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Ms. KLOBUCHAR. Mr. President, I would like to speak on the vote that is about to occur in this Chamber on the Rebuild America Jobs Act.
Over the past few days, we have been discussing how to best address our Nation's crumbling infrastructure. The cracks in this broken system became tragically clear on a beautiful summers day in Minnesota, August 1, 2007, when the I-35W bridge simply crashed into the Mississippi River, killing 13 people and throwing dozens of cars in the river. As I said that day, a bridge should not fall down in the middle of America, but it did, and an eight-lane highway should not fall down, not a highway that is literally six blocks from my house, a bridge that I drive over every day with my family, but that is what happened.
Four years after the I-35W bridge collapsed and was fixed a year later, still 25 percent of the Nation's 600,000 bridges have been declared structurally deficient or obsolete--25 percent. Our country has gotten a near-failing grade from the Civil Academy of Engineers. Our construction workers have an unemployment rate that is over 13 percent--more than 4 points above the national average. These are not acceptable realities in this country.
Americans spend 4.8 billion hours every year stuck in congestion, stuck in traffic.
When you look at what happens in other countries, other countries that are spending 7, 8, 9 percent of their gross national product on infrastructure, we are barely hanging in at 2 percent. Yet we want to be a competitive nation, we want to be a nation that makes things again, that exports to the world. If we do not have the air traffic control system that works, if we don't have the bridges that work, if we don't have the highways that work, if we don't have the waterways to bring our barges down to bring our goods to market, we are not going to be able to compete in this economy. This is simply not an acceptable reality for a country such as America.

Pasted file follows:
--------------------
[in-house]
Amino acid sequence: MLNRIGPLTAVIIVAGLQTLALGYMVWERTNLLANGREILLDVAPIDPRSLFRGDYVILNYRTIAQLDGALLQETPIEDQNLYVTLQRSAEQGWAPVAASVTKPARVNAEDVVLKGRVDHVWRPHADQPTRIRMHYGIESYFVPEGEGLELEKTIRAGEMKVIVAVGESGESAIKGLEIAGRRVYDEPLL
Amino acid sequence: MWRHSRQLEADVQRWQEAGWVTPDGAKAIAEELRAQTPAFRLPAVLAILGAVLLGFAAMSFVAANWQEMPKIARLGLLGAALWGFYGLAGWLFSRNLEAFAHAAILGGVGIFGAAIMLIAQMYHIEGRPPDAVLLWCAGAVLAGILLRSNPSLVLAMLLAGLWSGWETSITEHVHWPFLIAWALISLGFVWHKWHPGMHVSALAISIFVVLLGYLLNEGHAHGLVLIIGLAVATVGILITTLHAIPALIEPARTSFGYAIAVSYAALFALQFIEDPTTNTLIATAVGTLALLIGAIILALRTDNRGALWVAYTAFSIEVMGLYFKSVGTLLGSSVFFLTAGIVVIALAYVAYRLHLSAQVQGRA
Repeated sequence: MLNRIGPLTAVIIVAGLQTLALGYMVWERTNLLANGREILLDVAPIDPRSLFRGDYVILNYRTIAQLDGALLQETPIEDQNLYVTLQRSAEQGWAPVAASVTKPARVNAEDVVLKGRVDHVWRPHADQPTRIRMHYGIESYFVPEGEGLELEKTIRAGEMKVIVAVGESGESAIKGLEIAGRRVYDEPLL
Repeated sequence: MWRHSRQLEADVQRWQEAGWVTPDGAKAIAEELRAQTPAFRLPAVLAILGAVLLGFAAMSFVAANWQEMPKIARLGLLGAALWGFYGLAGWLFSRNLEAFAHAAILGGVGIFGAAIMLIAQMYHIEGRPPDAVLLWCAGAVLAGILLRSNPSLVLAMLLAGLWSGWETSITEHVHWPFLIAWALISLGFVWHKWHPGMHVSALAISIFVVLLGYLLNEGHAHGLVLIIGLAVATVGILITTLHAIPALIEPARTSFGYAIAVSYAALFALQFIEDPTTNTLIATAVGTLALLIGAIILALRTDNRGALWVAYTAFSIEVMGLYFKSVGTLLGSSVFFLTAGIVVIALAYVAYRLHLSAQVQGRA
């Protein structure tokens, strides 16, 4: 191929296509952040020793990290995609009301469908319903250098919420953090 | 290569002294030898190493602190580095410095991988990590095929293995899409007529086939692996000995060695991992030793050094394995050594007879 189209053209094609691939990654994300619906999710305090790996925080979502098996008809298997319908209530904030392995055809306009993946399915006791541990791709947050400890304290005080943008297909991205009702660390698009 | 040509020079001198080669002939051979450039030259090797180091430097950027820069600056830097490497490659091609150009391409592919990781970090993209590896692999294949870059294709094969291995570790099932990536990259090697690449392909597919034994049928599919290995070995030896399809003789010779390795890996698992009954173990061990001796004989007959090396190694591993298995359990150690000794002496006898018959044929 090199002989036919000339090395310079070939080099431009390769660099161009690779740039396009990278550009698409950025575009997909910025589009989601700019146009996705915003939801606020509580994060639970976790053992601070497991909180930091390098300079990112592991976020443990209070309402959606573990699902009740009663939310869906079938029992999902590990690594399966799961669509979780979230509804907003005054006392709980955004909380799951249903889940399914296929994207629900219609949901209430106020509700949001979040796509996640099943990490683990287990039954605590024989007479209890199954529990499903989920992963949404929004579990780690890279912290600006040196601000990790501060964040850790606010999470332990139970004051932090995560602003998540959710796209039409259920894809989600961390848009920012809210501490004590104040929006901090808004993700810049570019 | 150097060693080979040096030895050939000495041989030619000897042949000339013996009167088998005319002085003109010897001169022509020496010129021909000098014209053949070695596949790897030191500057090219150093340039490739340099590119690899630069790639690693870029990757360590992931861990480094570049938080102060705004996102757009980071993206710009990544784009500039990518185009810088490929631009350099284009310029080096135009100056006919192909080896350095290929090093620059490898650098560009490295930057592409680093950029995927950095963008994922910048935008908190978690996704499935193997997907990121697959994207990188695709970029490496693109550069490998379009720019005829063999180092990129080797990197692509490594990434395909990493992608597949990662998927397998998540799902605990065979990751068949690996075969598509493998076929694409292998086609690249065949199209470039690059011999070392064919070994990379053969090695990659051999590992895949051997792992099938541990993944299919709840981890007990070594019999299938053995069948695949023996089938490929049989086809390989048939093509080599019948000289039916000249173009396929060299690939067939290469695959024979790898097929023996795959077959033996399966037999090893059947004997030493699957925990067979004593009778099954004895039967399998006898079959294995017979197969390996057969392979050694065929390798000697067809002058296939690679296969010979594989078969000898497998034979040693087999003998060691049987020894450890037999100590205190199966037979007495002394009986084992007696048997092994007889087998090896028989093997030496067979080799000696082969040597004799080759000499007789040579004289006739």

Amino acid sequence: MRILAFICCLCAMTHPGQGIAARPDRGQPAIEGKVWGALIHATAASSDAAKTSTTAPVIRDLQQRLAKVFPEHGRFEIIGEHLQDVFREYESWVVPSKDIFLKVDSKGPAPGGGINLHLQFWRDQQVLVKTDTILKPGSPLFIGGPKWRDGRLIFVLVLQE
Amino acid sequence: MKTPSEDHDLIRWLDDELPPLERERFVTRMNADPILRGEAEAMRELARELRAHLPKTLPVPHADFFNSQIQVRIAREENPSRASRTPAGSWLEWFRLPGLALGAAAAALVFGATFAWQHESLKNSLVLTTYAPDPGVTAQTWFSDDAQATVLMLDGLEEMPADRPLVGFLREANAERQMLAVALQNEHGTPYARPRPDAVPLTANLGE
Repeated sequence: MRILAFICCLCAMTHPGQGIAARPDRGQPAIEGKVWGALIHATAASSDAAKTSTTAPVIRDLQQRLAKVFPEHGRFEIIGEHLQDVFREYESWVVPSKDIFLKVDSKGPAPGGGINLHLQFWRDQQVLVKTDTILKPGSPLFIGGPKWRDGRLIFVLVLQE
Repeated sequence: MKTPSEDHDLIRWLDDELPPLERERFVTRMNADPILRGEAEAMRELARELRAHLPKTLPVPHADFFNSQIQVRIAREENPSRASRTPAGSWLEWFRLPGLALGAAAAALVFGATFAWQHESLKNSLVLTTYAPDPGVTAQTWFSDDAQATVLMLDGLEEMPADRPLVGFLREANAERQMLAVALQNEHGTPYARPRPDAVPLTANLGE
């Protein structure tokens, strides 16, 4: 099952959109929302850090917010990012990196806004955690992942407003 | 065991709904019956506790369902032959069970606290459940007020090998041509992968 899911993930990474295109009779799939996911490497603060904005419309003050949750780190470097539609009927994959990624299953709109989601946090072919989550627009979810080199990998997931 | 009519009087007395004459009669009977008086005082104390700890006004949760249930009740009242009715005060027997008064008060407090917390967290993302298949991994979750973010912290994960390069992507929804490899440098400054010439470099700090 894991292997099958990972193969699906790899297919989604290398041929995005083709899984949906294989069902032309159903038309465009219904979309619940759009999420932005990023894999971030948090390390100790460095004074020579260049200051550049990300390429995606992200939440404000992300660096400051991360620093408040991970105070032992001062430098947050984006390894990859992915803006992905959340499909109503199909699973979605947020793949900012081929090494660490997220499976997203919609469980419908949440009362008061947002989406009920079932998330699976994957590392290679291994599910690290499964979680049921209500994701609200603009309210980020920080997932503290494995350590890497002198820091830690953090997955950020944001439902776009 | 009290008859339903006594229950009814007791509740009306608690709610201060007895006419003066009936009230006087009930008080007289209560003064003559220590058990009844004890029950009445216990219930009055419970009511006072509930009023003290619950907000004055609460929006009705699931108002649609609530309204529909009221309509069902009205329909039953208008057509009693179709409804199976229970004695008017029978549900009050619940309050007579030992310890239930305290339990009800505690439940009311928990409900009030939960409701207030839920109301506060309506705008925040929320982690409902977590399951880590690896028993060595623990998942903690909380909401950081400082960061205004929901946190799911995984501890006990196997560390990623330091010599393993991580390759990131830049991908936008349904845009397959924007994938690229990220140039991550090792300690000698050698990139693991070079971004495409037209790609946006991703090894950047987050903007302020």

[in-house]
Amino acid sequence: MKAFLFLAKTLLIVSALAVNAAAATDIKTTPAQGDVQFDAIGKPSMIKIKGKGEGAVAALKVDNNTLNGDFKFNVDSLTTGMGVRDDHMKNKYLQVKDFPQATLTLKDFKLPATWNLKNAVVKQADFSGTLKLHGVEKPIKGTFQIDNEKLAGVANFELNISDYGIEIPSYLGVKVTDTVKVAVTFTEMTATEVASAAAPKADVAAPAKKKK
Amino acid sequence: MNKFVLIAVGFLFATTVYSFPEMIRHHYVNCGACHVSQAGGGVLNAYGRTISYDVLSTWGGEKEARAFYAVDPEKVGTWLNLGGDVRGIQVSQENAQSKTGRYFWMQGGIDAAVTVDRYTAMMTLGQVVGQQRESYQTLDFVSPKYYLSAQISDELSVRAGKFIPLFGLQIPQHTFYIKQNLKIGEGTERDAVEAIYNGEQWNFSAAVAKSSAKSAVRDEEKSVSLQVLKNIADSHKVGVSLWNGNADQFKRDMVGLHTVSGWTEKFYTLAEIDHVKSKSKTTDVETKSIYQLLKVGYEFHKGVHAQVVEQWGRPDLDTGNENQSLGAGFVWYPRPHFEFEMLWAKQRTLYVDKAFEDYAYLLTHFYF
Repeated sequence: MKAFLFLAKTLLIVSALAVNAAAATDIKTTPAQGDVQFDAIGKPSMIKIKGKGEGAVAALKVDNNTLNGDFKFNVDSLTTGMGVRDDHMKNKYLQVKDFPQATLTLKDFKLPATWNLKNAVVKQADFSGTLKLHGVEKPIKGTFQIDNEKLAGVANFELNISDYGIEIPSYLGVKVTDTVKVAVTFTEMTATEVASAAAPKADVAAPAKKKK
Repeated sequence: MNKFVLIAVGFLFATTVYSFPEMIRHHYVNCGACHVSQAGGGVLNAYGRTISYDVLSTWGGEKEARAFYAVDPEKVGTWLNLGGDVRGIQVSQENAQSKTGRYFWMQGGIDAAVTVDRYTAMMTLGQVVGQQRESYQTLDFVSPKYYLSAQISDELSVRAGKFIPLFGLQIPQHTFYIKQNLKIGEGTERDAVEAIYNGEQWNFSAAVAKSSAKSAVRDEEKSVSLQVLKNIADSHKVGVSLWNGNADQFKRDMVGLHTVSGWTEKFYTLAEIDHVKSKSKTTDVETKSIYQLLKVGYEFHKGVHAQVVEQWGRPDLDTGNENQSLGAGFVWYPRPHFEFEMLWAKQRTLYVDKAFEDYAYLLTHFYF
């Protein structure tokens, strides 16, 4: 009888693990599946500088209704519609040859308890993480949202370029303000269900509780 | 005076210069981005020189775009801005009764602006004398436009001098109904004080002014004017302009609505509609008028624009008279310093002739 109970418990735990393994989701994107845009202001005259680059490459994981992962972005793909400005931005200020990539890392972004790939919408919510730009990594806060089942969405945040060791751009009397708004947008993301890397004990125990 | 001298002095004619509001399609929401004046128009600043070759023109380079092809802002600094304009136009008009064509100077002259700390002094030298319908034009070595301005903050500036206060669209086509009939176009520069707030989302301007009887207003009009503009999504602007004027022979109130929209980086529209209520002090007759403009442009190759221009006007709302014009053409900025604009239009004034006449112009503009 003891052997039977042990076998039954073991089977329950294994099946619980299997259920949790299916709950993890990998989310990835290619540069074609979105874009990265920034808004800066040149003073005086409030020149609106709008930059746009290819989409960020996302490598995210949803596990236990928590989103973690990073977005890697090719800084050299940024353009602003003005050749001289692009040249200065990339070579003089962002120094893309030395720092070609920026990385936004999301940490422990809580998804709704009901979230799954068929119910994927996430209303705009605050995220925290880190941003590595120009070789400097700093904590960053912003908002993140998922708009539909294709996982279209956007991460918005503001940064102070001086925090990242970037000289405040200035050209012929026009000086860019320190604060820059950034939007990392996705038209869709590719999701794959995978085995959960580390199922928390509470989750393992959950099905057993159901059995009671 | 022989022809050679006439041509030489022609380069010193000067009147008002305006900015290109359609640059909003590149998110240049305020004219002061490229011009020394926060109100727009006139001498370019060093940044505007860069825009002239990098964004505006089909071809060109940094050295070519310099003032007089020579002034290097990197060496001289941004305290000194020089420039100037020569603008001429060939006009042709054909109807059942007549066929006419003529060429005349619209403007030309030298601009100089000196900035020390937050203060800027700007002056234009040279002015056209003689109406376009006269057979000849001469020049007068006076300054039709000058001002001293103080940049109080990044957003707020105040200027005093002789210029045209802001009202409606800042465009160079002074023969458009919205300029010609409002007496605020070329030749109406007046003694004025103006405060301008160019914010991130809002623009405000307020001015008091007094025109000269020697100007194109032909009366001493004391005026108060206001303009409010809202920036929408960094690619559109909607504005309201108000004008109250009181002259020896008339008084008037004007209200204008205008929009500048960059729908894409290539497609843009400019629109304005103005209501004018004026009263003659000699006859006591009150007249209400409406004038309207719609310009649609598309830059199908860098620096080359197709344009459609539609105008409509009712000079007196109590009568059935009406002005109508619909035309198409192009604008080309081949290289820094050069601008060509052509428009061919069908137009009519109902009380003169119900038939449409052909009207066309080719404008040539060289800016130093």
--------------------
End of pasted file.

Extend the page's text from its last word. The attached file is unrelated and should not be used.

Think about the Interstate Highway System, built during Eisenhower's Presidency with a Democratic Congress. Think about rural electrification. These things were built during difficult times in this country. Why? Because we didn't think America was about just tinkering at the edges, we believed America was about moving ahead. That is why we need to move forward today on the Rebuild America Jobs Act. All of us recognize the urgent need for new and bold initiatives to fix what is broken and to build the roads, the bridges, and the airports we need to fuel a 21st-century export economy.
The infrastructure bank, which is, of course, included in this legislation, is something that has enjoyed bipartisan support from the beginning. It is one of those initiatives that will foster public-private partnership, with the potential to leverage hundreds of billions of dollars for infrastructure investment. It is about big projects, but it is also about rural projects in States such as Vermont and Minnesota. It is about wastewater treatment plants and water projects and sewer projects--work that has been neglected for way too long.
Fixing our Nation's infrastructure will provide a broad range of benefits. We can reduce our congestion, we can better compete globally, and we can create jobs and improve public safety. This is about working to ensure that no bridge ever again collapses in the middle of America. This is our challenge. We cannot put it off any longer. This is the time to act.
Traditionally, there had been no such thing as a Democratic bridge or a Republican bridge. In fact, the Transportation Secretary for President Obama is a former Republican Congressman. We have come together on infrastructure. We cannot come apart. This is the time to come together.
I urge my colleagues to vote to allow this bill to proceed to a vote.
Mr. President, I yield back all the time on both sides, and I ask for the yeas and nays.
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